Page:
The Only Core Workout You’ll Ever Need

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8 simple exercises to make you a stronger runner

For many trail runners, the very notion of strength training can induce waves of anathema or dread. After all, why spend time indoors in a gym when you could be outdoors, traipsing through the mountains? As an avid trail runner, RRCA-certified run coach and ACE-certified personal trainer, Alex Ho points out, “Trail running requires much more core activation than the roads due to the different terrains, unstable footing, and extended ups and downs. Core strengthening can be the difference between finishing feeling strong and hobbling across the finish line.”

As its name suggests, your core—primarily, your abdominal muscles, obliques, pelvic floor, diaphragm, and lower back—lies at the center of your running body. The stronger your core, the more powerful runner you’ll be. A resilient core also helps prevent injuries, which ultimately lets you spend more time outdoors running the trails you love.

Ho recommends doing two to three sets of the following exercises to make up a 15-to-25-minute routine. (When just getting started, aim for the minimum number of repetitions and sets. As you improve, you can work toward higher repetitions and sets.) For best results, complete the routine once a day, four to five days per week.

1. Bird Dog (10-15 Reps)

Photo: Yitka Winn

Start on all fours, with your hands squarely beneath your shoulders and your knees directly beneath your glutes. Simultaneously extend your left arm forward and your right leg back (parallel with your core). Then, engaging your core, bring your left elbow in to meet your right knee. Do 10 to 15 reps on each side.

2. Knees-to-Elbows in High Plank (10-15 Reps)

Photo: Yitka Winn

Start in a high plank. Lift your right leg, straightened, until it is parallel with your core. Then, keeping your core steady, bring your right knee to your right elbow. Do 10 to 15 reps on each side.

3. Knees-to-Opposite Elbows in High Plank (10-15 Reps)

Photo: Yitka Winn

Start in a high plank. Lift your right leg, straightened, until it is parallel with your core. Keeping your core steady, bring your right knee to your left elbow. Do 10 to 15 reps on each side.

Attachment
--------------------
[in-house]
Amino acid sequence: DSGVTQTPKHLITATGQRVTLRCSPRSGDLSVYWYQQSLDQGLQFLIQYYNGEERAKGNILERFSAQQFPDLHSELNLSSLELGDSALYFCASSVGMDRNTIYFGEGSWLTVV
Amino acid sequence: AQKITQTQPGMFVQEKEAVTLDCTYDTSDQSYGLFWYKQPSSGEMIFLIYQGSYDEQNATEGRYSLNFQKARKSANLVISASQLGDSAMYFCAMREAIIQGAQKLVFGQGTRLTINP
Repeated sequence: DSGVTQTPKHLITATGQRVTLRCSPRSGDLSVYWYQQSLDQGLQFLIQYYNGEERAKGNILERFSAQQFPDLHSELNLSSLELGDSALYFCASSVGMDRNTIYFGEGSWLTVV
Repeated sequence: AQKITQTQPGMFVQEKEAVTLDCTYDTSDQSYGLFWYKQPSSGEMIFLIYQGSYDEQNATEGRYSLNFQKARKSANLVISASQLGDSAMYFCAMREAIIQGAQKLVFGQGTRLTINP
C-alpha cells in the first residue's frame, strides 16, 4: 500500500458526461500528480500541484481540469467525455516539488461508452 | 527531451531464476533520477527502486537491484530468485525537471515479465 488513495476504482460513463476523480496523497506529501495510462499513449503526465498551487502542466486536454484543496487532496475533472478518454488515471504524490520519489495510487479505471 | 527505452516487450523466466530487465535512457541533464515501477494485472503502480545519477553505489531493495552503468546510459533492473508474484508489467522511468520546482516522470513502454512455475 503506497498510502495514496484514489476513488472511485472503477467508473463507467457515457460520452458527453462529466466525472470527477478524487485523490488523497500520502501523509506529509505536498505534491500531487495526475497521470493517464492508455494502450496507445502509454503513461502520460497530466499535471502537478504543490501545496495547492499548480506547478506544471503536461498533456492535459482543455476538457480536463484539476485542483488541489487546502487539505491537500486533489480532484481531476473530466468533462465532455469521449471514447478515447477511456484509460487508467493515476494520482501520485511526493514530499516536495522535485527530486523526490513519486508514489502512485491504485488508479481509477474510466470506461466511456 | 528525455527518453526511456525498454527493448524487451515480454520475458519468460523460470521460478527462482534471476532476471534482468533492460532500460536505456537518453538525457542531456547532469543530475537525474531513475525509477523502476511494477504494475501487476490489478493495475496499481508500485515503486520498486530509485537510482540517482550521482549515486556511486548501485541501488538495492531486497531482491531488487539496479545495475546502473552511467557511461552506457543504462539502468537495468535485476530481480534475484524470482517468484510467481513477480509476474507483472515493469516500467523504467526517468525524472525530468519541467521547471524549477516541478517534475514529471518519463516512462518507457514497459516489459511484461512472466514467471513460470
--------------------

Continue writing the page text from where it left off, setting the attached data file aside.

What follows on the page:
4. Side Plank (20-60 Seconds)

Photo: Yitka Winn

Lying on your side, stack your left leg on top of your right. Plant your right forearm on the ground, perpendicular to your core, and bring your hips up off the ground. Your body should resemble a straight line. Hold for 20 to 60 seconds on each side.

5. Hip Dip in Side Plank (8-15 Reps)

Photo: Yitka Winn

Start in the side plank described above. Use your core muscles to lower your right hip to touch the ground. Then, come back up again into a side plank. Do 8 to 15 reps on each side.

6. Reach-Under in Side Plank (8-15 Reps)

Photo: Yitka Winn

Start in the side plank described above, but reach your left arm straight up toward the sky. In a controlled motion, sweep your left arm forward and underneath your right side. Then, swing it back up again. Do 8 to 15 reps on each side.

7. Single-Leg Glute Bridges (10-15 Reps)

Photo: Yitka Winn

Lie flat on your back with your hands, palms down, extended next to your sides, your knees bent, and your feet flat on the ground near your glutes. Straighten and extend your right leg so it is at a 45-degree angle from the ground. Using your core, bring your hips up off the ground into a bridge position, raising your extended leg with it as you go. Do 10 to 15 reps on each side. 

8. Dirty Dog Glute Series (10 Reps)

While on all fours, do 10 reps each (on each side) of the following exercises:

  • Donkey Kicks: With your knee bent at a 90-degree angle, kick back until your thigh is parallel with the ground and your core.
  • Fire Hydrants: With your knee bent at a 90-degree angle, bring your knee up to your side, so your thigh is parallel with the ground but perpendicular to your core.
  • Knees Circle Forward: Bring your knee up to the side and make controlled, forward circles in the air.
  • Knees Circle Backward: Switch directions.
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  • https://www.rei.com/blog/climb/how-to-pull-off-a-solo-climbing-road-trip
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